mother! Review

2017

Directed by Darren Aronofsky

Reviewed by Brandon Bishop, 10-1-2017

 

mother-poster

“I want to thank you for your hospitality.”

mother! is the newest film from Darren Aronofsky, director of great works such as Black Swan (2010) and Requiem for a Dream (2000).  Aronofsky is known for this thematically complex, often disturbing work, that raises as many questions as it does answers.  His films have garnered acclaim as well as controversy and even confusion.  mother! is no different.

The film depicts the home life of a couple, played by Jennifer Lawrence and Javier Bardem, who live alone in a huge house.  The house is in disrepair after a fire and Lawrence’s character works diligently on revitalizing it for her husband, who is a poet suffering from writer’s block.  They lead a simple existence, which is complicated when a stranger, played by Ed Harris, and his wife, played by Michelle Pfeipfer, enter their lives.

What follows is a disturbing roller coaster of a film that most viewers will not be prepared for.  mother! sets out with a singular artistic vision that is ingrained in the film from Aronofsky’s first pen stroke in its writing, to the end of the credits.  That simple fact, that an auteur in 2017 is given the freedom to unflinchingly execute a work such as mother! without interference, is astonishing on its own.  Start to finish, the film clearly has a statement to tell, and while some may not catch onto it, the film follows that statement to the letter without hesitation.  The visual design of the film serves that vision in every shot, to a fault.  The ride doesn’t always satisfy, but it certainly shocks.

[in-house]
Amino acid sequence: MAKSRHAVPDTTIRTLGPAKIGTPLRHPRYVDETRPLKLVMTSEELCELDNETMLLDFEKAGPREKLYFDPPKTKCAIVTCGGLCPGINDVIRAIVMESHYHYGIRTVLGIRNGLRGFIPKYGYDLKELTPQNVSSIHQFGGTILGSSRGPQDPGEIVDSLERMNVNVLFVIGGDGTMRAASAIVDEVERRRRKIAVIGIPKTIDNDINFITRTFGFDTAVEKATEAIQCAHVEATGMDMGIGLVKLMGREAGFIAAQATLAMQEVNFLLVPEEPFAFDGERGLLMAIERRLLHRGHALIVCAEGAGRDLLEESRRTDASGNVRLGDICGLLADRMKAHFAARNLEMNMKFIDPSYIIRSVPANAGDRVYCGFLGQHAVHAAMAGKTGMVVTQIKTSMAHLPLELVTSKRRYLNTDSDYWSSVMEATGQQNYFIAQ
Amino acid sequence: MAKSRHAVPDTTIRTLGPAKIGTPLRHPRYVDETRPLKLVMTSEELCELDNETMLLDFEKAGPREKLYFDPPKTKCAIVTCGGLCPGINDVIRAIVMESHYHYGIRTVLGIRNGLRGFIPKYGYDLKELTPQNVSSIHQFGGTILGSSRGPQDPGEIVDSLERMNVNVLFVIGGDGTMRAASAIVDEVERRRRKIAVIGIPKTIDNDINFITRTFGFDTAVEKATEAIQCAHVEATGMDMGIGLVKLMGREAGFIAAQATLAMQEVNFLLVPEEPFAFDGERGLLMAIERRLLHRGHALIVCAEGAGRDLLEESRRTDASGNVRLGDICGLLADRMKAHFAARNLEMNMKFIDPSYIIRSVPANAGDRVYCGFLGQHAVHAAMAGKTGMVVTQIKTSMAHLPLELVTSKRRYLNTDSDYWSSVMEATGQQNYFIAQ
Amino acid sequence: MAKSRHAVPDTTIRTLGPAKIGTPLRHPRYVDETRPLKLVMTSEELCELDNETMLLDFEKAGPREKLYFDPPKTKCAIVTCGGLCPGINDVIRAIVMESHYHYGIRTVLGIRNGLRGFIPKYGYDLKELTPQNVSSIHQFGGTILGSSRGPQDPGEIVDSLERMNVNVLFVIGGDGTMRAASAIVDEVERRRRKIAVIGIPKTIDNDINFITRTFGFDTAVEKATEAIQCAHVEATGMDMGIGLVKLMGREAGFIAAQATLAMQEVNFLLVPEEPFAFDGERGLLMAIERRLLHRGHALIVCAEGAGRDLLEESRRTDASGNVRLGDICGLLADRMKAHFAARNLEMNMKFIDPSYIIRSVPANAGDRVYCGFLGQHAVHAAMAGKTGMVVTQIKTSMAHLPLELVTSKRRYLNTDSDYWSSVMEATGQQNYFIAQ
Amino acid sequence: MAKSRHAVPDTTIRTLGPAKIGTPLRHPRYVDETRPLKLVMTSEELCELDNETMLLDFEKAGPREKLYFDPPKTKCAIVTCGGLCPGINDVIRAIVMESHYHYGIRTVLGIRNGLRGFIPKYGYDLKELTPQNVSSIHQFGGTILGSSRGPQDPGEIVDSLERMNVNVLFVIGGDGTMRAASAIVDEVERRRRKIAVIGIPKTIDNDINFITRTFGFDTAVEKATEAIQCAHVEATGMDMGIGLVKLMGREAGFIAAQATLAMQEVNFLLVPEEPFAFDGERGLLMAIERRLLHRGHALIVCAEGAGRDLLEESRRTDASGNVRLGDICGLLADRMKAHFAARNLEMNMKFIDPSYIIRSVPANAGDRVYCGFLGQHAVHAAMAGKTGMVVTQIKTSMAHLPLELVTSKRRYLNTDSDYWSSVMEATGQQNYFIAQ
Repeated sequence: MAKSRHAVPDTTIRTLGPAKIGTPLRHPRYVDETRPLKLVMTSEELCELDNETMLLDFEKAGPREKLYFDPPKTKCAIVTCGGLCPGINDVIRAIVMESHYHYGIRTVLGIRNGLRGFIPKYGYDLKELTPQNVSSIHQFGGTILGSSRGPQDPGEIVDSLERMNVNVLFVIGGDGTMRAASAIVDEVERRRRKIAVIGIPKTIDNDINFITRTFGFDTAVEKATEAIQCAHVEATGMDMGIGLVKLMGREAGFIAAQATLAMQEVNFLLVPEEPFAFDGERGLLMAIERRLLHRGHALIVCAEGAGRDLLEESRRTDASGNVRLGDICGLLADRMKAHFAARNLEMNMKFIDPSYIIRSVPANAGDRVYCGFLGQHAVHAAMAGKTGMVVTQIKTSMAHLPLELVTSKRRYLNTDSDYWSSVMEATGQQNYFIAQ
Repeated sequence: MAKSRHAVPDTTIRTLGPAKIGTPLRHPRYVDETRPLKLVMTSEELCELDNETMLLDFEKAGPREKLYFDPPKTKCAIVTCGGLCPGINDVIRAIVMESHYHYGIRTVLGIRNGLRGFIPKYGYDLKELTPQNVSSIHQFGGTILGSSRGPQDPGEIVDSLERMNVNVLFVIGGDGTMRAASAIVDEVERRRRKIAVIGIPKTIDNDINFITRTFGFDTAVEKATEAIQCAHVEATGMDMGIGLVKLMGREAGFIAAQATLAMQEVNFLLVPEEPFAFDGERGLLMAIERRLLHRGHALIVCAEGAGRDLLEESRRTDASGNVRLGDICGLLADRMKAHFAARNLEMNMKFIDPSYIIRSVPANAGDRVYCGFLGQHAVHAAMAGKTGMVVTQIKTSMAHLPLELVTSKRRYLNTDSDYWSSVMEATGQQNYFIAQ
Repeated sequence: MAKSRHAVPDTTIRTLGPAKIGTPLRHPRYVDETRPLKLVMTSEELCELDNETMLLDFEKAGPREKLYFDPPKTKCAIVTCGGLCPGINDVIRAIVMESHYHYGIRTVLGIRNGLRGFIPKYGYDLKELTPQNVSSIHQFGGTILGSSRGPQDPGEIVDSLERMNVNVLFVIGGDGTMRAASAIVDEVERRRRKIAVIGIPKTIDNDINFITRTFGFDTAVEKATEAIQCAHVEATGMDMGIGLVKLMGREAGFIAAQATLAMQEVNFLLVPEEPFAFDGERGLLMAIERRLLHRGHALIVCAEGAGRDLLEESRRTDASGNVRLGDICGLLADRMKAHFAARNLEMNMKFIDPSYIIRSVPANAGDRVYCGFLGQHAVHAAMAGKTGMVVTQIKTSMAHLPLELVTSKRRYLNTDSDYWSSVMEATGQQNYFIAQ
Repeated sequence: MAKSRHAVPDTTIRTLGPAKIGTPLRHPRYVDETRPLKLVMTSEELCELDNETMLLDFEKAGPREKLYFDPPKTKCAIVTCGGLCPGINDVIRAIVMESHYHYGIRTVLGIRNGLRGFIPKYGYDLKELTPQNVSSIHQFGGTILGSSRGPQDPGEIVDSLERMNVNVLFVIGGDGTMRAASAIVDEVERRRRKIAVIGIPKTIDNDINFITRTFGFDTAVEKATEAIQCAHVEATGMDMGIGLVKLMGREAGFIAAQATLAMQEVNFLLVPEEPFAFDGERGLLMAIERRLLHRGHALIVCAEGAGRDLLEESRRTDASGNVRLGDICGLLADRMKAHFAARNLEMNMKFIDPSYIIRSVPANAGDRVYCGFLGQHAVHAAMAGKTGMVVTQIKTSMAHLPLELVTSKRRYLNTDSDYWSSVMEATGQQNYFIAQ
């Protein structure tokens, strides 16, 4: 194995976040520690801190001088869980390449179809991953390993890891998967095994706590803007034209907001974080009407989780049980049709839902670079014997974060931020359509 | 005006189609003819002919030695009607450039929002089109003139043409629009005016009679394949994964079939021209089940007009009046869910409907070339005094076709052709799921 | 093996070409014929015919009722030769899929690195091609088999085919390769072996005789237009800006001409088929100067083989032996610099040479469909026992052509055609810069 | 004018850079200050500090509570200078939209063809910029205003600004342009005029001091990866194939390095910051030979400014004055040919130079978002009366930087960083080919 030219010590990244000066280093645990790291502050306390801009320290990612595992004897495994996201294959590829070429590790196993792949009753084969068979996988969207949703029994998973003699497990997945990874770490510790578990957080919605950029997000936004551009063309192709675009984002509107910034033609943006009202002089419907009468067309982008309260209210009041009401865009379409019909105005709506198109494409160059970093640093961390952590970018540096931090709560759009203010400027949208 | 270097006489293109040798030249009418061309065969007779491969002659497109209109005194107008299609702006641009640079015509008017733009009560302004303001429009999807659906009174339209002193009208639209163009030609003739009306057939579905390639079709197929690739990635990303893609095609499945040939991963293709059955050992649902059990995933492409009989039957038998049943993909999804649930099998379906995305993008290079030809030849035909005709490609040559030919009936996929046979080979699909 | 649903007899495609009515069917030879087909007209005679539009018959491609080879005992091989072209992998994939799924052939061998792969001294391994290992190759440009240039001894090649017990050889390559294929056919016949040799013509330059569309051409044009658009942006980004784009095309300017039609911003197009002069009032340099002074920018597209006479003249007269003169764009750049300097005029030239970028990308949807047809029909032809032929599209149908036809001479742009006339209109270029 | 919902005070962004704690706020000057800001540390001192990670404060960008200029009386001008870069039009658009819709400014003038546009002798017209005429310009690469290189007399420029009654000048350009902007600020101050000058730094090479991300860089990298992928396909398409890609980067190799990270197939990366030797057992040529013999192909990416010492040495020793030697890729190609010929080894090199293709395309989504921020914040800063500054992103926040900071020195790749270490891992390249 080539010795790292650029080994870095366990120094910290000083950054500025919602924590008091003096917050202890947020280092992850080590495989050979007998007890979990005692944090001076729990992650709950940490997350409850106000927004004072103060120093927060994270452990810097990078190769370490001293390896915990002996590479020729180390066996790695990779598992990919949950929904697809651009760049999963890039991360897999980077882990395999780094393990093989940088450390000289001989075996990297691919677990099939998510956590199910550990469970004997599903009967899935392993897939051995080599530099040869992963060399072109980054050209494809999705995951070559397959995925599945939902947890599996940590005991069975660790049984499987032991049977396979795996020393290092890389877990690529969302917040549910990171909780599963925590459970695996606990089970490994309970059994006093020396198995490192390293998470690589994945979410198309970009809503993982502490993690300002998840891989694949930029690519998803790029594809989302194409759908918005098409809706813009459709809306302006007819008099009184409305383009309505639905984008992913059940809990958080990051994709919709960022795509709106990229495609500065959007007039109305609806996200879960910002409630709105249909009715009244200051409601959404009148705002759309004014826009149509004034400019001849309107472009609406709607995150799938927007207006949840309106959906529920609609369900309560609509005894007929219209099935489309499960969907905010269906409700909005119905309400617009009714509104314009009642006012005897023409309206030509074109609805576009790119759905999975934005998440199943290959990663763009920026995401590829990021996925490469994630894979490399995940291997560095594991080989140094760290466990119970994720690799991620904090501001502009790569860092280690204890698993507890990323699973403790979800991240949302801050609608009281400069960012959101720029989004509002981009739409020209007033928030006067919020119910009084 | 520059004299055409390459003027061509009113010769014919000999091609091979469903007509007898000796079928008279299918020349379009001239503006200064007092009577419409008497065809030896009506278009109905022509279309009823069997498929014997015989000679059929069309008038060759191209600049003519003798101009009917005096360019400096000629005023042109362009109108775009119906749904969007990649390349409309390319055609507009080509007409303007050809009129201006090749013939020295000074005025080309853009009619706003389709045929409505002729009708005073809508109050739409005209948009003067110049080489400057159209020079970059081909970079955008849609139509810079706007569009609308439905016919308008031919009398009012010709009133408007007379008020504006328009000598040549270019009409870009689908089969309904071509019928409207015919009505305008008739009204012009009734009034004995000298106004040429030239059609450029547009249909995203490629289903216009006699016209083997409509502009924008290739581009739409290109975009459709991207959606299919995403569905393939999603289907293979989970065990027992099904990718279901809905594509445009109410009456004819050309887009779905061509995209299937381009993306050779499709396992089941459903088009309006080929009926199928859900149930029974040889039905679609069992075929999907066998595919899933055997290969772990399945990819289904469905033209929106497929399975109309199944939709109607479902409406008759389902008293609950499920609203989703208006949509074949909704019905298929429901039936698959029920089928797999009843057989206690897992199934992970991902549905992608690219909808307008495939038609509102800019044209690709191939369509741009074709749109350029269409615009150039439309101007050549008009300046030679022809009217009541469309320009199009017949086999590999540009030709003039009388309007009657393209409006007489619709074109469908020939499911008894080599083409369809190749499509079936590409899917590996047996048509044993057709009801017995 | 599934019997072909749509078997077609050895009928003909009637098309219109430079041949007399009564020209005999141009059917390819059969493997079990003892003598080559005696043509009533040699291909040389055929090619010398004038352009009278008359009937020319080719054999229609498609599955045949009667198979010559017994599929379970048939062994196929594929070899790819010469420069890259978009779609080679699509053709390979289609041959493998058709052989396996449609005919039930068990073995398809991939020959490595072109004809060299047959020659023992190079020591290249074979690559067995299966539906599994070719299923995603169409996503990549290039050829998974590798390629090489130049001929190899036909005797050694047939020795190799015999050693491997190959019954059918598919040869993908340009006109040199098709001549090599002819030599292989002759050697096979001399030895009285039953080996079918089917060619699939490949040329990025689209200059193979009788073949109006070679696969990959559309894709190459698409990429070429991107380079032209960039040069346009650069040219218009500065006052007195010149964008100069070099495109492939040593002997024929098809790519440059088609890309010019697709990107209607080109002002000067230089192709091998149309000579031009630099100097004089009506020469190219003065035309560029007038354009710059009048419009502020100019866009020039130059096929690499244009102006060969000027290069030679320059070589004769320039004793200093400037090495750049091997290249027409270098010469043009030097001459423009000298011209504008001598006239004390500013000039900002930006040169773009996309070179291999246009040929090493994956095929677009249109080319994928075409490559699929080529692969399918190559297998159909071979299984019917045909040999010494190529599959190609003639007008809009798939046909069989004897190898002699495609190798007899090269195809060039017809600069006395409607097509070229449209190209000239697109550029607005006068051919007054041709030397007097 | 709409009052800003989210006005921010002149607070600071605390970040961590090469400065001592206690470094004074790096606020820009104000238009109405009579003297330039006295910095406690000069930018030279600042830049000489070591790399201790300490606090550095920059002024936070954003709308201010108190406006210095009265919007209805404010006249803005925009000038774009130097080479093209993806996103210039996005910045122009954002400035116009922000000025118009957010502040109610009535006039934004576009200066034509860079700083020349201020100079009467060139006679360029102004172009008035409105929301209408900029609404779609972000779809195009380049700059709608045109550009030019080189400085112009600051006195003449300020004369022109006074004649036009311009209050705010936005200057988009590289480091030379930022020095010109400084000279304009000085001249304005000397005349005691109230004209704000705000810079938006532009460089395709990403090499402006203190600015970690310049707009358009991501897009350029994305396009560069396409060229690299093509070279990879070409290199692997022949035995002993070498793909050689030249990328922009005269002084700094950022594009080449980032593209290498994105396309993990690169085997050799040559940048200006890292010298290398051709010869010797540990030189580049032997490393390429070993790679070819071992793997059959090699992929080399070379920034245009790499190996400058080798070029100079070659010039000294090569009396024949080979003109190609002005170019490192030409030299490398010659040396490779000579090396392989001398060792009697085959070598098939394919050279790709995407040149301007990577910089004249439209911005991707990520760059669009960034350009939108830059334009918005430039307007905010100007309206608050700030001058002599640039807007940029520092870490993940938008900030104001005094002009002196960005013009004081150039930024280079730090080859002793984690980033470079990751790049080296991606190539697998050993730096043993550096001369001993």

The film follows the point of view of Lawrence’s character so closely and relentlessly that its at times disorienting.  That disorientation may be intentional, but it’s frustrating at times.  Nearly every shot in the film is a close up on Lawrence, either of her face or over her shoulder to share her point of view.  Even in the rare moments that the film takes a step back to show us a wide, it does so to show us some aspect of her character’s emotional state.  The film never hesitates to remind us that this is the story of this woman.

Lawrence and Bardem both deliver admirable performances.  Aronofsky’s writing gives them difficult roles to portray, but they do well with the material.  Some audiences will not do so well with it, however.  This film will require some contemplation afterwards, which is often a great thing.  Unfortunately, some of that contemplation will likely lead to the conclusion that the film goes for shock for the purpose of shock value.  The film works best in its first half where its hidden agenda stays subtle.  The remainder of the film, while horrifying, can struggle to satisfy.

Aronofsky attempts to mess with your head and toy with your emotions to varying degrees of success.  mother! may leave some with a bad taste and a twitching brain.  However, it must be said, that whether or not you buy into the film’s allegory or enjoy the experience, Aronofsky admirably adheres to his vision thoroughly and completely, resulting in a film that may confuse you, but you’ll definitely remember it.

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